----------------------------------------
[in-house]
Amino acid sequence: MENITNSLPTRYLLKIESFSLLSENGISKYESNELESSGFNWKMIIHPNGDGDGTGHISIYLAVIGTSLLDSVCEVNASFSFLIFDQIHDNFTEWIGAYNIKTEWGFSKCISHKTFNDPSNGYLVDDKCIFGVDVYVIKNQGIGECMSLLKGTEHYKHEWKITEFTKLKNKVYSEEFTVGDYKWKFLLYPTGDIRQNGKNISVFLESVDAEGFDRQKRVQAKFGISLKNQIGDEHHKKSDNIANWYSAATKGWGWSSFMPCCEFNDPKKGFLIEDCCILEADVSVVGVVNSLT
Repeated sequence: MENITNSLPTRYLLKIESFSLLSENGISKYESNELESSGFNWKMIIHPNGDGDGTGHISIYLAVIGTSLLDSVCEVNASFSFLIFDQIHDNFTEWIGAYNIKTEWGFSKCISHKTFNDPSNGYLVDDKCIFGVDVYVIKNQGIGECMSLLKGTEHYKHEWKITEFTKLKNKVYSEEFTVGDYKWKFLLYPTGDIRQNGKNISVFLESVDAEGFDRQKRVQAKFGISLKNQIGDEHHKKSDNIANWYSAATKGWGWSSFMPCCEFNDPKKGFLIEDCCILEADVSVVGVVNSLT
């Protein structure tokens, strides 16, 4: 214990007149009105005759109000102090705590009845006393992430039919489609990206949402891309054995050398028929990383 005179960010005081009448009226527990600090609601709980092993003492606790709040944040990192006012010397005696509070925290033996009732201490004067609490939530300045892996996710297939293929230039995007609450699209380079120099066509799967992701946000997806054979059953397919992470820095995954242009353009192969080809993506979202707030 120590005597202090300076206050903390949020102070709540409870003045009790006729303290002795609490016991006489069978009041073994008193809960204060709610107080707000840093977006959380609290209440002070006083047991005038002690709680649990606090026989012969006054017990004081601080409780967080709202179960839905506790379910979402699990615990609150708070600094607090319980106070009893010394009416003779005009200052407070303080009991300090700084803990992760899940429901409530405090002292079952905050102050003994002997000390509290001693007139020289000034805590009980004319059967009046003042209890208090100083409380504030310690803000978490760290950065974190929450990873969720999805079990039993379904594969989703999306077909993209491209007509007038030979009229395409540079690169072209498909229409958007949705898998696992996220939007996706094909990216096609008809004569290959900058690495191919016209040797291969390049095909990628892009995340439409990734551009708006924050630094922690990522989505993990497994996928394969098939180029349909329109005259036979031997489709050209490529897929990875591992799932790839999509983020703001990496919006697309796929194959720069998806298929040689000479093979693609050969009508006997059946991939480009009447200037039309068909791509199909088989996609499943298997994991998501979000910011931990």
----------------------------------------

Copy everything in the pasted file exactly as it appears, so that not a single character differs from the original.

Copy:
[in-house]
Amino acid sequence: MENITNSLPTRYLLKIESFSLLSENGISKYESNELESSGFNWKMIIHPNGDGDGTGHISIYLAVIGTSLLDSVCEVNASFSFLIFDQIHDNFTEWIGAYNIKTEWGFSKCISHKTFNDPSNGYLVDDKCIFGVDVYVIKNQGIGECMSLLKGTEHYKHEWKITEFTKLKNKVYSEEFTVGDYKWKFLLYPTGDIRQNGKNISVFLESVDAEGFDRQKRVQAKFGISLKNQIGDEHHKKSDNIANWYSAATKGWGWSSFMPCCEFNDPKKGFLIEDCCILEADVSVVGVVNSLT
Repeated sequence: MENITNSLPTRYLLKIESFSLLSENGISKYESNELESSGFNWKMIIHPNGDGDGTGHISIYLAVIGTSLLDSVCEVNASFSFLIFDQIHDNFTEWIGAYNIKTEWGFSKCISHKTFNDPSNGYLVDDKCIFGVDVYVIKNQGIGECMSLLKGTEHYKHEWKITEFTKLKNKVYSEEFTVGDYKWKFLLYPTGDIRQNGKNISVFLESVDAEGFDRQKRVQAKFGISLKNQIGDEHHKKSDNIANWYSAATKGWGWSSFMPCCEFNDPKKGFLIEDCCILEADVSVVGVVNSLT
């Protein structure tokens, strides 16, 4: 214990007149009105005759109000102090705590009845006393992430039919489609990206949402891309054995050398028929990383 005179960010005081009448009226527990600090609601709980092993003492606790709040944040990192006012010397005696509070925290033996009732201490004067609490939530300045892996996710297939293929230039995007609450699209380079120099066509799967992701946000997806054979059953397919992470820095995954242009353009192969080809993506979202707030 120590005597202090300076206050903390949020102070709540409870003045009790006729303290002795609490016991006489069978009041073994008193809960204060709610107080707000840093977006959380609290209440002070006083047991005038002690709680649990606090026989012969006054017990004081601080409780967080709202179960839905506790379910979402699990615990609150708070600094607090319980106070009893010394009416003779005009200052407070303080009991300090700084803990992760899940429901409530405090002292079952905050102050003994002997000390509290001693007139020289000034805590009980004319059967009046003042209890208090100083409380504030310690803000978490760290950065974190929450990873969720999805079990039993379904594969989703999306077909993209491209007509007038030979009229395409540079690169072209498909229409958007949705898998696992996220939007996706094909990216096609008809004569290959900058690495191919016209040797291969390049095909990628892009995340439409990734551009708006924050630094922690990522989505993990497994996928394969098939180029349909329109005259036979031997489709050209490529897929990875591992799932790839999509983020703001990496919006697309796929194959720069998806298929040689000479093979693609050969009508006997059946991939480009009447200037039309068909791509199909088989996609499943298997994991998501979000910011931990």